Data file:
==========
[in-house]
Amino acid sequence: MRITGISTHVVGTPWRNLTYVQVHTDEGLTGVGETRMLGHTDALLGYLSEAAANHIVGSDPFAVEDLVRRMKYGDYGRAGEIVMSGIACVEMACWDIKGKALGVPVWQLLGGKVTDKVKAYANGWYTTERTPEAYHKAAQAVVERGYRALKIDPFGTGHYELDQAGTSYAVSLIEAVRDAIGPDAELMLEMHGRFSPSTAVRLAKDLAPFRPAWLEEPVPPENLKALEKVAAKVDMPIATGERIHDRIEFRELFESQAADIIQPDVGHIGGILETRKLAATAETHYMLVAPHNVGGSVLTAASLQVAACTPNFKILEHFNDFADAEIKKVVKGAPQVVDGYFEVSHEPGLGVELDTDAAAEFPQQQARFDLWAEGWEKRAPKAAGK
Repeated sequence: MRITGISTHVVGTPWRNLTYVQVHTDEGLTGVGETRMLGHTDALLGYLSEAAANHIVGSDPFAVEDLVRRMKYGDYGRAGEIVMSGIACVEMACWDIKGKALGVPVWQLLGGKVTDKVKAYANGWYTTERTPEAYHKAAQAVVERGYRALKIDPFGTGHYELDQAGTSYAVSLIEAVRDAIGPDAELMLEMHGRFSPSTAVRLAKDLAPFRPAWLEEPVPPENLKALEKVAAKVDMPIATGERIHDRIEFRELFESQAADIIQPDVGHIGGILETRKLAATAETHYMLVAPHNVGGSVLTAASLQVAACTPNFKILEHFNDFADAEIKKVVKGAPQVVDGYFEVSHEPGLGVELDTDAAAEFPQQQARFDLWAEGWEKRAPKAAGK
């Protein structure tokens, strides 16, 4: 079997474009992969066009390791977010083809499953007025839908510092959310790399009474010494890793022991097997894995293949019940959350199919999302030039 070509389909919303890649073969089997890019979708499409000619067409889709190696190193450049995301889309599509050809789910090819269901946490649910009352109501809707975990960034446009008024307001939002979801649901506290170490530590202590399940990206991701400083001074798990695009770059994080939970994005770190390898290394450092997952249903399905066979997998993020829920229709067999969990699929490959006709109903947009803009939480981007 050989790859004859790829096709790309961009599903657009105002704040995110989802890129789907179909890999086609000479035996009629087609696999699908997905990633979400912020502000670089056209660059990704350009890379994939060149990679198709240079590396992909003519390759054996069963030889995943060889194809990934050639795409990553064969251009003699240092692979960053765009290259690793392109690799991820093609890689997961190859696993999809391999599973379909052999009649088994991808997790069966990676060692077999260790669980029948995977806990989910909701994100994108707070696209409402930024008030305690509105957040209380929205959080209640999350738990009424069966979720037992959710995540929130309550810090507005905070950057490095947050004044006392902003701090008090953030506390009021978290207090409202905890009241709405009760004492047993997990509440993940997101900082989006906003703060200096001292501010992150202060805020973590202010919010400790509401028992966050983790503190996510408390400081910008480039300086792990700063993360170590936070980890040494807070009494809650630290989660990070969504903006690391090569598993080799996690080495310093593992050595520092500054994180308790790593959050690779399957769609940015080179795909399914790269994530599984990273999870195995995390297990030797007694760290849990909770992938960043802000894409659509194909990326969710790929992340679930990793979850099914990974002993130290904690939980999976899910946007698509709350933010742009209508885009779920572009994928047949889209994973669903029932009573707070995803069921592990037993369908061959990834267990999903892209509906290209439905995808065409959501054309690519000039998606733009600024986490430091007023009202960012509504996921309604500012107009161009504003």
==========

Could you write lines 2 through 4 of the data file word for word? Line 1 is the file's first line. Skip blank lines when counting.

Amino acid sequence: MRITGISTHVVGTPWRNLTYVQVHTDEGLTGVGETRMLGHTDALLGYLSEAAANHIVGSDPFAVEDLVRRMKYGDYGRAGEIVMSGIACVEMACWDIKGKALGVPVWQLLGGKVTDKVKAYANGWYTTERTPEAYHKAAQAVVERGYRALKIDPFGTGHYELDQAGTSYAVSLIEAVRDAIGPDAELMLEMHGRFSPSTAVRLAKDLAPFRPAWLEEPVPPENLKALEKVAAKVDMPIATGERIHDRIEFRELFESQAADIIQPDVGHIGGILETRKLAATAETHYMLVAPHNVGGSVLTAASLQVAACTPNFKILEHFNDFADAEIKKVVKGAPQVVDGYFEVSHEPGLGVELDTDAAAEFPQQQARFDLWAEGWEKRAPKAAGK
Repeated sequence: MRITGISTHVVGTPWRNLTYVQVHTDEGLTGVGETRMLGHTDALLGYLSEAAANHIVGSDPFAVEDLVRRMKYGDYGRAGEIVMSGIACVEMACWDIKGKALGVPVWQLLGGKVTDKVKAYANGWYTTERTPEAYHKAAQAVVERGYRALKIDPFGTGHYELDQAGTSYAVSLIEAVRDAIGPDAELMLEMHGRFSPSTAVRLAKDLAPFRPAWLEEPVPPENLKALEKVAAKVDMPIATGERIHDRIEFRELFESQAADIIQPDVGHIGGILETRKLAATAETHYMLVAPHNVGGSVLTAASLQVAACTPNFKILEHFNDFADAEIKKVVKGAPQVVDGYFEVSHEPGLGVELDTDAAAEFPQQQARFDLWAEGWEKRAPKAAGK
């Protein structure tokens, strides 16, 4: 079997474009992969066009390791977010083809499953007025839908510092959310790399009474010494890793022991097997894995293949019940959350199919999302030039 070509389909919303890649073969089997890019979708499409000619067409889709190696190193450049995301889309599509050809789910090819269901946490649910009352109501809707975990960034446009008024307001939002979801649901506290170490530590202590399940990206991701400083001074798990695009770059994080939970994005770190390898290394450092997952249903399905066979997998993020829920229709067999969990699929490959006709109903947009803009939480981007 050989790859004859790829096709790309961009599903657009105002704040995110989802890129789907179909890999086609000479035996009629087609696999699908997905990633979400912020502000670089056209660059990704350009890379994939060149990679198709240079590396992909003519390759054996069963030889995943060889194809990934050639795409990553064969251009003699240092692979960053765009290259690793392109690799991820093609890689997961190859696993999809391999599973379909052999009649088994991808997790069966990676060692077999260790669980029948995977806990989910909701994100994108707070696209409402930024008030305690509105957040209380929205959080209640999350738990009424069966979720037992959710995540929130309550810090507005905070950057490095947050004044006392902003701090008090953030506390009021978290207090409202905890009241709405009760004492047993997990509440993940997101900082989006906003703060200096001292501010992150202060805020973590202010919010400790509401028992966050983790503190996510408390400081910008480039300086792990700063993360170590936070980890040494807070009494809650630290989660990070969504903006690391090569598993080799996690080495310093593992050595520092500054994180308790790593959050690779399957769609940015080179795909399914790269994530599984990273999870195995995390297990030797007694760290849990909770992938960043802000894409659509194909990326969710790929992340679930990793979850099914990974002993130290904690939980999976899910946007698509709350933010742009209508885009779920572009994928047949889209994973669903029932009573707070995803069921592990037993369908061959990834267990999903892209509906290209439905995808065409959501054309690519000039998606733009600024986490430091007023009202960012509504996921309604500012107009161009504003």